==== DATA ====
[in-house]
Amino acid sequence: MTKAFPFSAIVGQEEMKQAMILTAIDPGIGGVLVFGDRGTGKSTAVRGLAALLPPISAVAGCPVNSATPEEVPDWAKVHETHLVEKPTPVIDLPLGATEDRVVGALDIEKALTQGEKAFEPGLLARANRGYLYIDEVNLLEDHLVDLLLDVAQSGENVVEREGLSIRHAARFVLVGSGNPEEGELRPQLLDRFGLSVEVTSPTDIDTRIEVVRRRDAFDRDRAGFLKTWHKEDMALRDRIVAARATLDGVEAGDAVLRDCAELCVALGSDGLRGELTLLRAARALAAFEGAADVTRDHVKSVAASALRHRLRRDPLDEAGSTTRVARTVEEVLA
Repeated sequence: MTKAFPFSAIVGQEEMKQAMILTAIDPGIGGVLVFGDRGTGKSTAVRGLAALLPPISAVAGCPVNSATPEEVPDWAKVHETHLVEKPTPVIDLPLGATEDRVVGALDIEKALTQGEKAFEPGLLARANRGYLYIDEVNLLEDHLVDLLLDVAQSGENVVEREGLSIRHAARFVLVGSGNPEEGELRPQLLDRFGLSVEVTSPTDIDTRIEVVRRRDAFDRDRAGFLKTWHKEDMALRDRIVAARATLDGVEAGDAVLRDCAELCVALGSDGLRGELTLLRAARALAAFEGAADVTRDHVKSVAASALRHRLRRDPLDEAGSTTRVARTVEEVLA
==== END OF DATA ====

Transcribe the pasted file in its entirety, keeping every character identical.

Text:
[in-house]
Amino acid sequence: MTKAFPFSAIVGQEEMKQAMILTAIDPGIGGVLVFGDRGTGKSTAVRGLAALLPPISAVAGCPVNSATPEEVPDWAKVHETHLVEKPTPVIDLPLGATEDRVVGALDIEKALTQGEKAFEPGLLARANRGYLYIDEVNLLEDHLVDLLLDVAQSGENVVEREGLSIRHAARFVLVGSGNPEEGELRPQLLDRFGLSVEVTSPTDIDTRIEVVRRRDAFDRDRAGFLKTWHKEDMALRDRIVAARATLDGVEAGDAVLRDCAELCVALGSDGLRGELTLLRAARALAAFEGAADVTRDHVKSVAASALRHRLRRDPLDEAGSTTRVARTVEEVLA
Repeated sequence: MTKAFPFSAIVGQEEMKQAMILTAIDPGIGGVLVFGDRGTGKSTAVRGLAALLPPISAVAGCPVNSATPEEVPDWAKVHETHLVEKPTPVIDLPLGATEDRVVGALDIEKALTQGEKAFEPGLLARANRGYLYIDEVNLLEDHLVDLLLDVAQSGENVVEREGLSIRHAARFVLVGSGNPEEGELRPQLLDRFGLSVEVTSPTDIDTRIEVVRRRDAFDRDRAGFLKTWHKEDMALRDRIVAARATLDGVEAGDAVLRDCAELCVALGSDGLRGELTLLRAARALAAFEGAADVTRDHVKSVAASALRHRLRRDPLDEAGSTTRVARTVEEVLA